Go beyond the expected
It’s designed to be filled with luggage in the hold of a plane and its layers of high-tech fabrics protect from blast shock waves and projectiles. This, in turn, prevents damage to the aircraft and injuries to passengers.
Our engineers have tested the prototype bag extensively in lab conditions. Recently they tested it in a decommissioned 747 and two of our students, Kit and Connie, gave them a hand.
They got to see how the theoretical concepts taught in our ‘Blast & Impact Effects on Structures’ module are used to drive the engineering design and application of the bag.
One of the project leaders, Dr Andy Tyas explains the aim of the testing:
"The flybag is designed to protect against three effects of explosions in a confined space. Firstly, the immediate high-intensity shockwave from the detonation itself is strong enough to punch holes in solid material.
Secondly, the explosive then turns to gas, creating a ball of high pressure, which expands, creating a pressure-cooker reaction that could potentially damage aircraft fuselage.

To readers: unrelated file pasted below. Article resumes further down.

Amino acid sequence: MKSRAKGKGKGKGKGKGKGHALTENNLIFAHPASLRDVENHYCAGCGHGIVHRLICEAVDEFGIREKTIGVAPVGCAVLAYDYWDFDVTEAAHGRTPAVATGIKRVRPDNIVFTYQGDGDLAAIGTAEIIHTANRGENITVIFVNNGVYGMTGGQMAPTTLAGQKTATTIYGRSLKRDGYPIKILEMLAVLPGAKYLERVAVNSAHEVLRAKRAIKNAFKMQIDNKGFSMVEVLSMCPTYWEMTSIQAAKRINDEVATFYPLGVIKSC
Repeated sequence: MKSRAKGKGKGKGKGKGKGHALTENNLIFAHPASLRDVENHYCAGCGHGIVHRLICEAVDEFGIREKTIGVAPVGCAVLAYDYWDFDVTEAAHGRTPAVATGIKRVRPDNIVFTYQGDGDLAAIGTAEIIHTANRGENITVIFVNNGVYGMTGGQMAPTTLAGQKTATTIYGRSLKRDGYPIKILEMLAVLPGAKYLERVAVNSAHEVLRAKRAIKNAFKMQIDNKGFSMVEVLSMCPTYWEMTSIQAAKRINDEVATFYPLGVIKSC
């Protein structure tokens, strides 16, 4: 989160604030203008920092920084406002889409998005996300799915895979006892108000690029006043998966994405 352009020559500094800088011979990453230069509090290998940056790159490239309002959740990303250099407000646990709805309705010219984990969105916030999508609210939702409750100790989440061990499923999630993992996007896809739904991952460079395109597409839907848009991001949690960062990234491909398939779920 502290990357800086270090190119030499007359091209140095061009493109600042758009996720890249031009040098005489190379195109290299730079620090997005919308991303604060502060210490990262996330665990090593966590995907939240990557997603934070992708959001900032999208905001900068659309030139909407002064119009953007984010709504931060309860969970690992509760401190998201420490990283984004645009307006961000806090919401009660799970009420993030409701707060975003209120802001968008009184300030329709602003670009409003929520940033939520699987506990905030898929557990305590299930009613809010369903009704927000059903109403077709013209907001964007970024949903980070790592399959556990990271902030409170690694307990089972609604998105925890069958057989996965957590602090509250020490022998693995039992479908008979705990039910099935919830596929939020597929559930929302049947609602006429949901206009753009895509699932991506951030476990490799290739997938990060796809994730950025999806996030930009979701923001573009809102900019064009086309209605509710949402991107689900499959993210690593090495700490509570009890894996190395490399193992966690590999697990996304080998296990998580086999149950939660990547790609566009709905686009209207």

The bag is engineered to contain all three of these threats. The purpose of testing in situ is critical. Field tests proved the bag worked, but we needed to know about the effect on the body of the plane when the bag bounced, rotated and vibrated during testing.
Dr Andy Tyas
Thirdly, immediately after the explosion, bits of damaged luggage can become projectiles, threatening injury to passengers. This is the next stage in proofing and refining the prototype."
Our league table rankings
Top 100 Civil & Structural Engineering department in the world and 9th in the UK according to the QS World University rankings by subject (2023).
8th in the UK according to the Complete University Guide (2023).
10th in the UK according to the Times University League Table (2023).